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Former GOP Sen. David Purdue to Primary Georgia Gov. Brian Kemp

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OPINION: This article contains commentary which reflects the author's opinion


Former GOP Sen. David Perdue of Georgia, who had not expressed an interest in running for his old seat, is now set to announce he will primary the Peach State’s current Republican governor, Brian Kemp, next spring.

And what’s more, Perdue already has a party heavyweight in his corner: Former President Donald Trump.

Politico reported Sunday:

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Former Sen. David Perdue plans to announce he’ll challenge Georgia Gov. Brian Kemp, setting up an epic Republican Party primary clash in one of the nation’s top battleground states.

Perdue, who was recruited to run against the governor by former President Donald Trump, intends to make his announcement Monday via video and file his paperwork at the same time, according to sources briefed on the plans.

The former senator has discussed getting additional fundraising and endorsement support from Trump and that it will be forthcoming, the sources said.

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The looming Republican primary opens a new front in the Georgia GOP’s civil war, which traces back to Trump’s loss in Georgia in November.

Trump has had a thing for Georgia since he came to the conclusion that neither Kemp, whom he backed in 2018, or the Georgia Republican secretary of state, Brad Raffensperger, did enough to try and overturn what he saw as bogus election results following the November 2020 election which saw Joe Biden win the state — the first Democrat to carry Georgia in decades.

But some analysts believe that the internal GOP war likely contributed to the loss of both of the state’s Republican U.S. senators — Perdue and Kelly Loeffler, who was appointed to her seat by Kemp.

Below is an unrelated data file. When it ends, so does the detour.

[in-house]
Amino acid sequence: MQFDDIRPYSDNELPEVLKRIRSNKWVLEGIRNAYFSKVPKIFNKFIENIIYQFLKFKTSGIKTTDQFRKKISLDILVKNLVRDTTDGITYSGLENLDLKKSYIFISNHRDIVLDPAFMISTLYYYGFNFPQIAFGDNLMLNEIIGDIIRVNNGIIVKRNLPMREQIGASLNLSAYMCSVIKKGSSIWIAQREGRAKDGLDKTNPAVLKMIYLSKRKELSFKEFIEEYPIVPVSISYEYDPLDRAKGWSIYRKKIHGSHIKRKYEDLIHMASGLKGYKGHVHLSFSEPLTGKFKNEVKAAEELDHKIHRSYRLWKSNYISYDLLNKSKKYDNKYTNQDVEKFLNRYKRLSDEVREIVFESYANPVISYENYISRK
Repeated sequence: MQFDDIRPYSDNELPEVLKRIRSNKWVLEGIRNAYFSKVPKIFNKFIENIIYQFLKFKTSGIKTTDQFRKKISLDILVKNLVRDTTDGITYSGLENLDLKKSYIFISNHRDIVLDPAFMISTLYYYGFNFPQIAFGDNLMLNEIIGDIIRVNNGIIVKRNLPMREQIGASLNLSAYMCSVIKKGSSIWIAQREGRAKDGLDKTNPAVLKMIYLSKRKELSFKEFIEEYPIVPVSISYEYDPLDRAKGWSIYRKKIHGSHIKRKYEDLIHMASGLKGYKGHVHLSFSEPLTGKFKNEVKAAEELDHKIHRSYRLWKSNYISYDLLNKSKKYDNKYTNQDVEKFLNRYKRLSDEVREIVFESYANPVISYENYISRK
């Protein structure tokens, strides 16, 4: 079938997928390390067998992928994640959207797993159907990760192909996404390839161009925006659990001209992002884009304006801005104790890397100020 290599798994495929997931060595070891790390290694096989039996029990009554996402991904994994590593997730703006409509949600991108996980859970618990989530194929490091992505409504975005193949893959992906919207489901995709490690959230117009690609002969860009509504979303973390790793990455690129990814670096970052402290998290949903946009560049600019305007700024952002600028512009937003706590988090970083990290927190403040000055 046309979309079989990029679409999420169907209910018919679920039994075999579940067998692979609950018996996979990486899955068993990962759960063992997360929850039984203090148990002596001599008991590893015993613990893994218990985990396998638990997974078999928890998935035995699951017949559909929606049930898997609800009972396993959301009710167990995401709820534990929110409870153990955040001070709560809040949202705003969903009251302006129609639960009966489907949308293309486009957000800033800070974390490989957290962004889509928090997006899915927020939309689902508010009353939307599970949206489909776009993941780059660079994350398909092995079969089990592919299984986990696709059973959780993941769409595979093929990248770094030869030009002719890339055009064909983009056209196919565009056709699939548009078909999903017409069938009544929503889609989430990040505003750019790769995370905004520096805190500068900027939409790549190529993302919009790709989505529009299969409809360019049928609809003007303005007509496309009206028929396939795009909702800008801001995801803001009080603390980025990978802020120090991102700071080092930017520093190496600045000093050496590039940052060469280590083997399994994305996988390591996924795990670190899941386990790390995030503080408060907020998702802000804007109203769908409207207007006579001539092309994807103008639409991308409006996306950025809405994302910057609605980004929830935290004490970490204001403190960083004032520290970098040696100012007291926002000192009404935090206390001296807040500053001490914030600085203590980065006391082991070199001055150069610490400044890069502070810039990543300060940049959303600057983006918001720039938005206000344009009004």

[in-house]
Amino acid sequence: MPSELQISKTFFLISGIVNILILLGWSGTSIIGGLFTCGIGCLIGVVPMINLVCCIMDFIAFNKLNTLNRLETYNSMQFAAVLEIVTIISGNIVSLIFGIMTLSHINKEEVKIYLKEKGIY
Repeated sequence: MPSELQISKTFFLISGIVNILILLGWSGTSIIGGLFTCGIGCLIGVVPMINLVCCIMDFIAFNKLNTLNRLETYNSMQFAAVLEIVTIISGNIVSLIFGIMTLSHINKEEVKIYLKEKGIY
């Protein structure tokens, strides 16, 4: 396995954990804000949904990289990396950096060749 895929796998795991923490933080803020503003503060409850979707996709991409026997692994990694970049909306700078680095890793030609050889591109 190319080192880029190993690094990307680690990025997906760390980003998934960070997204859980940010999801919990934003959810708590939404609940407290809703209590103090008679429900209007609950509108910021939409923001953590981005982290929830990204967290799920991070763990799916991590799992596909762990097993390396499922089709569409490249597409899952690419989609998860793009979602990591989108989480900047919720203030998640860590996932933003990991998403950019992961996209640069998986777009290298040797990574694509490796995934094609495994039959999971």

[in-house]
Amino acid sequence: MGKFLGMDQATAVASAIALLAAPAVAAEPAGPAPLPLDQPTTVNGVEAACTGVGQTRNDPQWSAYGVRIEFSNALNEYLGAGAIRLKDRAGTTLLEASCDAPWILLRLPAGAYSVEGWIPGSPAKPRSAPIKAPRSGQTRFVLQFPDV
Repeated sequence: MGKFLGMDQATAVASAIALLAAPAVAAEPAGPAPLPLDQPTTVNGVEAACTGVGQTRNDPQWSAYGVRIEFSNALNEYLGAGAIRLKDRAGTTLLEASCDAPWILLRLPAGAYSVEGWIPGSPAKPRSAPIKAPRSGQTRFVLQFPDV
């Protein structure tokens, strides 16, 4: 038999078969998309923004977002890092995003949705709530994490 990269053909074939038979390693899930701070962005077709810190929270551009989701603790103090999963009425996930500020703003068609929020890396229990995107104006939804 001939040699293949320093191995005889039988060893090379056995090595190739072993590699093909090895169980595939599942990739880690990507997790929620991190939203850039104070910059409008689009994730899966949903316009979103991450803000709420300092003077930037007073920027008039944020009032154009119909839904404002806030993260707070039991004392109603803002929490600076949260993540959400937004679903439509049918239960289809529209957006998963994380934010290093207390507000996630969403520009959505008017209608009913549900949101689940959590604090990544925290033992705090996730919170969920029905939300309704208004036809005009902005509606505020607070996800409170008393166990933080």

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“Adding to the high stakes: The winner will face Democrat Stacey Abrams, who announced last week that she’ll challenge Kemp, to whom she narrowly lost in 2018,” Politico reported. “A campaign featuring Abrams and Perdue would place Abrams’ signature issue — voting rights — as well as Trump’s false claims of widespread voter fraud at center stage.”

Last week, Kemp told reporters that Perdue had informed him that he was not planning to challenge the incumbent governor next year.

“All I know is what Sen. Perdue has told me, I hope he’ll be a man of his word, but again that’s not anything I can control,” Kemp said.

But one GOP official who has also advised Perdue to challenge Kemp recounted recently polling from the former president’s Save America PAC showing that a Trump endorsement puts Perdue in a commanding position over the first-term governor.

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“Trump’s endorsement matters to Republican voters and he’s going to be helpful because this race is important to him,” the adviser said, adding that the former senator wants Trump to support him via his PAC, his email list, or via a fundraiser at the 45th president’s Mar-a-Lago club in Palm Beach, Fla.

An adviser to Kemp who was not authorized to speak on the record wondered why Perdue would jump in, given that Trump’s endorsement would only go so far and that Georgia is doing well under the current administration.

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“The economy is roaring in Georgia. Jobs are great. Taxes are low,” the Kemp adviser told Politico. “So what’s Perdue’s reason to run? That he’s Trump’s lapdog? That dog don’t hunt. Lapdogs don’t hunt.”

“We’ve never been in a situation where our incumbent governors have faced primaries. Even at the height of the tea party primaries, where the House and Senate guys were being primaried, governors really never had that experience because you only run for reelection one time,” said a Republican Governor’s Association strategist, who asked for anonymity.

“Obviously, we’ve got different situations this year. And so we’re going to be — where appropriate, where necessary — financially supporting our incumbent governors in the primaries. That’s something we’re new to,” the strategist added.

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